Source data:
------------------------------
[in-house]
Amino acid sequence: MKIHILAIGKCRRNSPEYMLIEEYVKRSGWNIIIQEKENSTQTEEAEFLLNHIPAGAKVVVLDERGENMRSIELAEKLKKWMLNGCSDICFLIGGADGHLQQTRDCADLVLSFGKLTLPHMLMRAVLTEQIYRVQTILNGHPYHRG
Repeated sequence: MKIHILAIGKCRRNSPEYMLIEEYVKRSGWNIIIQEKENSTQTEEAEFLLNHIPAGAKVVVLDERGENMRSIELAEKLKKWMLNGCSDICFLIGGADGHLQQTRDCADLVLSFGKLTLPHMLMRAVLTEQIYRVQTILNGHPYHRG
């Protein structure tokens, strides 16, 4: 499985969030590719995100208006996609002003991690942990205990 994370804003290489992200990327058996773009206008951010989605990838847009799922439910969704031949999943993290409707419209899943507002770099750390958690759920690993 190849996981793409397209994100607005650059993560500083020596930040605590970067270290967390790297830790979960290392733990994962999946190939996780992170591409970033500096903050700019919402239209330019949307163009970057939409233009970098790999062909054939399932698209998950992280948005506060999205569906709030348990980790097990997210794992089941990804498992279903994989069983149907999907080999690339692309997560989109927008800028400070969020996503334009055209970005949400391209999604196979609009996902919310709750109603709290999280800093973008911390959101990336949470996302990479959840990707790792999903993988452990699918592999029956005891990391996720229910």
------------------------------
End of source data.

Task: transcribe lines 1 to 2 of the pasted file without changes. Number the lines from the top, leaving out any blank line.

[in-house]
Amino acid sequence: MKIHILAIGKCRRNSPEYMLIEEYVKRSGWNIIIQEKENSTQTEEAEFLLNHIPAGAKVVVLDERGENMRSIELAEKLKKWMLNGCSDICFLIGGADGHLQQTRDCADLVLSFGKLTLPHMLMRAVLTEQIYRVQTILNGHPYHRG